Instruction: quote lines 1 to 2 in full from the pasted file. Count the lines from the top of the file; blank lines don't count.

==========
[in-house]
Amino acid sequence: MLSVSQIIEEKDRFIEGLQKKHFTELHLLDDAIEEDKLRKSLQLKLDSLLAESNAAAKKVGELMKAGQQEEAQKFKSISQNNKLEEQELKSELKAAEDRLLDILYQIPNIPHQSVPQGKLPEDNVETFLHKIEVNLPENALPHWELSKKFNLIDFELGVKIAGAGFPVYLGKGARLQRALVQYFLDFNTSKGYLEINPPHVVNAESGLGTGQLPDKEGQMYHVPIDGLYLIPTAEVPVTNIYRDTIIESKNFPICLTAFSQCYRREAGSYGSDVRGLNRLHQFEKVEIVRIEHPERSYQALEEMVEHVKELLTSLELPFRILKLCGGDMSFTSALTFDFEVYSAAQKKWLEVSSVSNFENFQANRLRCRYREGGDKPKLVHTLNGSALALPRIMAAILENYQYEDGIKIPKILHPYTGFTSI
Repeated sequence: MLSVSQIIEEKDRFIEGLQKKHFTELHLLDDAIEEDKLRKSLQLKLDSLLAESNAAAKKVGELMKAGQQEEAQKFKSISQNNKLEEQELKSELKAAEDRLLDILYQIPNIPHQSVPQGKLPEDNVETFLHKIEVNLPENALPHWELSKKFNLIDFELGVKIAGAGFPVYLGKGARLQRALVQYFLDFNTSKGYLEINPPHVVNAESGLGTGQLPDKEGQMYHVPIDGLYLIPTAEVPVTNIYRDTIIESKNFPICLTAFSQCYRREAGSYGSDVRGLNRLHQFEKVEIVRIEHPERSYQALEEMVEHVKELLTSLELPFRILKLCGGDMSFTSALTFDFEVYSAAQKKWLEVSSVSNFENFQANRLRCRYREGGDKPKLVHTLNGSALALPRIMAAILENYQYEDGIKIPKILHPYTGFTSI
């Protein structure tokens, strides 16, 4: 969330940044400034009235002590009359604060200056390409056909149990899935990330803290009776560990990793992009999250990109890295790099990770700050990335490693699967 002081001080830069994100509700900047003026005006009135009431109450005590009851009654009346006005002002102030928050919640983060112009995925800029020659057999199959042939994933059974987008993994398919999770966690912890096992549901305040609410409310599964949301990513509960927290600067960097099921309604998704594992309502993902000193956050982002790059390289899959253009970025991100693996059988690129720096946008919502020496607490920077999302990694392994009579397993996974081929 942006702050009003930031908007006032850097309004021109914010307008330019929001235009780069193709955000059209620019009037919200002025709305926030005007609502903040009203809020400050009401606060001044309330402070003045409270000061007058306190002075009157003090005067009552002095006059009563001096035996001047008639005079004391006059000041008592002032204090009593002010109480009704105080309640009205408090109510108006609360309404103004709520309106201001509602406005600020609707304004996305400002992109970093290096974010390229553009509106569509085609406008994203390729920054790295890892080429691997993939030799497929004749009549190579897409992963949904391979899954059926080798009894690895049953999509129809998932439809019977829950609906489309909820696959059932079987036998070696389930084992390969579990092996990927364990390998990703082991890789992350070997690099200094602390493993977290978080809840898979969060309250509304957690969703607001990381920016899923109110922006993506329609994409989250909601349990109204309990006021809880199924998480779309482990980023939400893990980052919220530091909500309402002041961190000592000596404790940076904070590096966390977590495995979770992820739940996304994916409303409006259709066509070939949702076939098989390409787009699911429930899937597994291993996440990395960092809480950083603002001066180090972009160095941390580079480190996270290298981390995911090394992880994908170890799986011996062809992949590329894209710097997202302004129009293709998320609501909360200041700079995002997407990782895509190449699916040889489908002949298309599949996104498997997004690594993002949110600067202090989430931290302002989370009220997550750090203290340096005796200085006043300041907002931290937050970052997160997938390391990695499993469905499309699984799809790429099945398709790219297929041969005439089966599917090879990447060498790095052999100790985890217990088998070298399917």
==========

[in-house]
Amino acid sequence: MLSVSQIIEEKDRFIEGLQKKHFTELHLLDDAIEEDKLRKSLQLKLDSLLAESNAAAKKVGELMKAGQQEEAQKFKSISQNNKLEEQELKSELKAAEDRLLDILYQIPNIPHQSVPQGKLPEDNVETFLHKIEVNLPENALPHWELSKKFNLIDFELGVKIAGAGFPVYLGKGARLQRALVQYFLDFNTSKGYLEINPPHVVNAESGLGTGQLPDKEGQMYHVPIDGLYLIPTAEVPVTNIYRDTIIESKNFPICLTAFSQCYRREAGSYGSDVRGLNRLHQFEKVEIVRIEHPERSYQALEEMVEHVKELLTSLELPFRILKLCGGDMSFTSALTFDFEVYSAAQKKWLEVSSVSNFENFQANRLRCRYREGGDKPKLVHTLNGSALALPRIMAAILENYQYEDGIKIPKILHPYTGFTSI